In addition, the Keep Ontario Working coalition released a second report, The Flip Side of “Fair”, which showcases testimonials from employers and outline how they will be impacted by the legislation. The report gives a voice to those businesses who have felt excluded from the committee process and policy discussion around this legislation. The testimonials all share a common theme, that the minimum wage increase and labour reforms will have serious consequences for their business and their communities.

“This Bill is forcing businesses to automate where possible, reduce labour/staffing, absorb part of the costs, and pass along a price increase to the customers (consumers) where possible. …The very people that you are purporting to help are the ones who are going to be hurt the most. This will be the inexperienced and/or unskilled in Ontario. As these jobs disappear, they will be pushed onto social assistance… and will remain in poverty.” – Guenther Huettlin, President and Owner at GH Manufacturing, Belleville, Ontario

The KOW Coalition will continue to advocate that the government:

  1. Consider the risks outlined in this economic impact analysis while also conducting their own analysis;
  2. Implement broad amendments to Bill 148; and,
  3. Slow down implementation to avoid unintended consequences and protect Ontario’s jobs, communities and our most vulnerable.

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The Keep Ontario Working Coalition (KOW) is a broad-spectrum group of business sector representatives concerned with sound public policy to help produce jobs and grow Ontario. For more information please visit www.keepontarioworking.ca.

Members include:

Association of Canadian Search, Employment and Staffing Services (ACSESS)

Canadian Franchise Association (CFA)

Canadian Federation of Independent Grocers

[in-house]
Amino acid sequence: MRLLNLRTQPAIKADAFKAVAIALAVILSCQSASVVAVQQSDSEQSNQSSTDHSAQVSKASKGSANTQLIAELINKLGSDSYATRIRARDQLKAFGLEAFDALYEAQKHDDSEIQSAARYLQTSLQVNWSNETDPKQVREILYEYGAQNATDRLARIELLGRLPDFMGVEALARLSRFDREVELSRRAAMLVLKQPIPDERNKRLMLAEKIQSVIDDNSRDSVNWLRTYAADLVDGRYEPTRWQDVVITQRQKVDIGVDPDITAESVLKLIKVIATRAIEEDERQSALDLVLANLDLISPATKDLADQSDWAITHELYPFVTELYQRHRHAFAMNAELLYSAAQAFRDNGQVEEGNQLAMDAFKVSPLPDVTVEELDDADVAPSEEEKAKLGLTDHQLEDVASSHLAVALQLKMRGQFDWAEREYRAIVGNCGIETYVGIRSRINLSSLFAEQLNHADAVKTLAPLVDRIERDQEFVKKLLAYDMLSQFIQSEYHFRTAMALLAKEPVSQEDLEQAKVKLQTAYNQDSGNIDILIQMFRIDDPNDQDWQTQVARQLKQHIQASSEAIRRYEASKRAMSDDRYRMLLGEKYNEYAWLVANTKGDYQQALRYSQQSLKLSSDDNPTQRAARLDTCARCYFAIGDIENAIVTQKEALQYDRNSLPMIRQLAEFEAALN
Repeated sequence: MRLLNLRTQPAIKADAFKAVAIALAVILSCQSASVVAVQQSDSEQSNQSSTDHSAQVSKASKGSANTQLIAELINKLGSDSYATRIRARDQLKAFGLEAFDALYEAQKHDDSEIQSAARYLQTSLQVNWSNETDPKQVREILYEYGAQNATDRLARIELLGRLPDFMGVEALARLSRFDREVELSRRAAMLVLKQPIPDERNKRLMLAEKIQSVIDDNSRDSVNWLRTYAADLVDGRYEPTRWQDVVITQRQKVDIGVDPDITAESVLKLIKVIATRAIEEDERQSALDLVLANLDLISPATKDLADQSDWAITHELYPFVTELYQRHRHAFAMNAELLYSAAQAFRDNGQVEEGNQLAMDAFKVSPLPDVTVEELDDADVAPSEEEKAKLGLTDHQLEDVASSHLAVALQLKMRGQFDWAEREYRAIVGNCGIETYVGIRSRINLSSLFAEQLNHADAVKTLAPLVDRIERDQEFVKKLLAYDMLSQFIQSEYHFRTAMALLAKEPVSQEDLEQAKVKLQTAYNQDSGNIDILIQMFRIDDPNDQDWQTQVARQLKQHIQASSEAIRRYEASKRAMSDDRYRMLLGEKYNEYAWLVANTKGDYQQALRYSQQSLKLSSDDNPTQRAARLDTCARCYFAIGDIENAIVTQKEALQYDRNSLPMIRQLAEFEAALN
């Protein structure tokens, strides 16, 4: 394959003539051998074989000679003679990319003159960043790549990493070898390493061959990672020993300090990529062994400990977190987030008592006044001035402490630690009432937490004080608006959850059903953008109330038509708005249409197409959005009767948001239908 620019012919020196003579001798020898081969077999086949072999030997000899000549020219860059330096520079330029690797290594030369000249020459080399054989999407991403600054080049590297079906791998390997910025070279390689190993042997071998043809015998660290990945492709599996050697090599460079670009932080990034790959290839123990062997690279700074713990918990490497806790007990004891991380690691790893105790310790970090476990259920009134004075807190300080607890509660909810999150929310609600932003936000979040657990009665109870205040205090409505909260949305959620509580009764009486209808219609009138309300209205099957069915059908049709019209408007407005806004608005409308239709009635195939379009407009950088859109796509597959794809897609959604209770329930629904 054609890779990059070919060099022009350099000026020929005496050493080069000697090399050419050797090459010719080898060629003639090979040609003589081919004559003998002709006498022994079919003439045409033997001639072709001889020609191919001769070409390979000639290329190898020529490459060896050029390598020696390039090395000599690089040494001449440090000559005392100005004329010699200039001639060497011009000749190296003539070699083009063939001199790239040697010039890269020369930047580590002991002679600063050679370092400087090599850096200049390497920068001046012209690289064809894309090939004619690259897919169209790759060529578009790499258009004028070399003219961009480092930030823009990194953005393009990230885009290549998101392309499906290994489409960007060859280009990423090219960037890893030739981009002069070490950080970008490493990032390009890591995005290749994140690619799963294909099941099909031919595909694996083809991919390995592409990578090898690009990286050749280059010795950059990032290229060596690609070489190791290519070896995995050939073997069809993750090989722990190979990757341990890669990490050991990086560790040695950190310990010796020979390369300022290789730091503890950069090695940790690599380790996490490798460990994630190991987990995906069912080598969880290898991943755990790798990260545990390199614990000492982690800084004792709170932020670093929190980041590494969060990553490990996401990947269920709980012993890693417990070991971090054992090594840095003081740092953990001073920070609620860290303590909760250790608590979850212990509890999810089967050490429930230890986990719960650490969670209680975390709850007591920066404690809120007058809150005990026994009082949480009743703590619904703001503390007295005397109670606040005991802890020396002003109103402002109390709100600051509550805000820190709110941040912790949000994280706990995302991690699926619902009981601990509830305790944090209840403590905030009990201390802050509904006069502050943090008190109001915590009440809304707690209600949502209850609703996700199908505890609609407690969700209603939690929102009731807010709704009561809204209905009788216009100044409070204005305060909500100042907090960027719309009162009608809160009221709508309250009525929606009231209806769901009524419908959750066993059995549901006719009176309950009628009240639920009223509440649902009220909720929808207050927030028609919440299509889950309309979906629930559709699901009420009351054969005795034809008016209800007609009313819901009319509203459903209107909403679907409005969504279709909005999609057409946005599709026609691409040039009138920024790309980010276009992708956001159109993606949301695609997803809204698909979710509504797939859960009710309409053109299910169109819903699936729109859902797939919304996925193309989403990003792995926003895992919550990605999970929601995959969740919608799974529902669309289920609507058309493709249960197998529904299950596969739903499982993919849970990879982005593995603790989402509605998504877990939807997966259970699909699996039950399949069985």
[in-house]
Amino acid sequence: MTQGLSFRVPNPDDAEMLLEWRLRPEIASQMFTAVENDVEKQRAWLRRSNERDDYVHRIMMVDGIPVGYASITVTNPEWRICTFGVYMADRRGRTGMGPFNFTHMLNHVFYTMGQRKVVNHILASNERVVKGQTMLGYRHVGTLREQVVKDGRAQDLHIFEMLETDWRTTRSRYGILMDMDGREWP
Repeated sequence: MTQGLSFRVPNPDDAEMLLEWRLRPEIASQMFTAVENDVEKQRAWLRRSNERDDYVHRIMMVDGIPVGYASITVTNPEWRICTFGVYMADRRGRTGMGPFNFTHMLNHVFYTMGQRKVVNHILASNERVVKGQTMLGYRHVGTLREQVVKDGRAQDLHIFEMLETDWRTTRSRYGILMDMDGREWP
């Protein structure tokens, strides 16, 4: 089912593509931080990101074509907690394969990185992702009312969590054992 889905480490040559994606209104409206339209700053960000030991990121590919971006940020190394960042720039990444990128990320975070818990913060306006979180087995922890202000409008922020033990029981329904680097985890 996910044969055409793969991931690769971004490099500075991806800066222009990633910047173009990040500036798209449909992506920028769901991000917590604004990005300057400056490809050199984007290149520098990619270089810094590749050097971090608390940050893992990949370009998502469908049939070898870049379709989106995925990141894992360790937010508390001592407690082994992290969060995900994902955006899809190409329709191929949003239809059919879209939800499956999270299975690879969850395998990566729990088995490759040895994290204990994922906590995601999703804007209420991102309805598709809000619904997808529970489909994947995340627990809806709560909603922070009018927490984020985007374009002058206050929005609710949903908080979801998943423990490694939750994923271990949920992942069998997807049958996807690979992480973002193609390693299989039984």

Food & Consumer Products of Canada (FCPC)

Food and Beverage Ontario (FBO)

National Association of Canada Consulting Businesses (NACCB Canada)

Ontario Restaurant, Hotel and Motel Association (ORHMA)

Ontario Chamber of Commerce (OCC)

Ontario Federation of Agriculture (OFA)

Ontario Forest Industries Association (OFIA)

Ontario Home Builders’ Association (OHBA)

Ontario Real Estate Association (OREA)

Restaurants Canada

Retail Council of Canada (RCC)

Tourism Industry Association of Ontario (TIAO)


185,000 Ontario Jobs at Risk from Bill 148: Independent Economic Impact Analysis

Bill 148 will increase the cost of consumer goods and services by $1,300 per household starting in 2018, according to new analysis by leading economics firm

Today the Keep Ontario Working Coalition (KOW), in partnership with the Ontario Chamber of Commerce and Oakville Chamber of Commerce, released the first and only independent economic impact analysis of Bill 148, the Fair Workplaces Better Jobs Act. Conducted by the Canadian Centre for Economic Analysis (CANCEA), the study revealed that if the legislation is implemented as currently drafted, there will be significant, sudden and sizable uncertainty for Ontario jobs, economy and communities.

The study concludes that these vast, unprecedented reforms will put about 185,000 jobs at risk in the first two years, greatly impacting Ontario’s most vulnerable workers.

“The changes presented in Bill 148 will have dramatic unintended consequences that include putting close to two hundred thousand jobs at risk and seeing everyday consumer goods and services increase by thousands of dollars for each jobs at risk and seeing everyday consumer goods and services increase by thousands of dollars for each and every family in Ontario,” said Karl Baldauf, Vice President of Policy and Government Relations at the Ontario Chamber of Commerce and spokesperson for the Keep Ontario Working Coalition. “We’ve run the numbers and it’s clear that this is too much, too soon. If the Ontario government chooses to proceed with these sweeping reforms too quickly, all of us will be affected, and the most vulnerable in our society chief among them.”

“Since the announcement of Bill 148, we have heard an overwhelming number of concerns raised by Oakville Chamber members over the size, and in particular, the timing of these proposed changes. They expressed their concerns over the unintended consequences of job losses due to rising costs, the inability to remain competitive, increased costs to consumers and the unfortunate reality of shutting down their business” stated John Sawyer, President of the Oakville Chamber of Commerce. “Working with the Keep Ontario Working Coalition, our goal is to address elements of the legislation where we think there is still room for negotiation, while bringing forth the evidence from this economic analysis to show the impact this will have on business and consumers.”

CANCEA was commissioned by the KOW coalition to measure the potential impacts of six key areas of change in Bill 148, including changes to minimum wages, “equal pay” provisions, vacation, scheduling, personal emergency leave (PEL) and unionization.

Data from the economic impact analysis shows: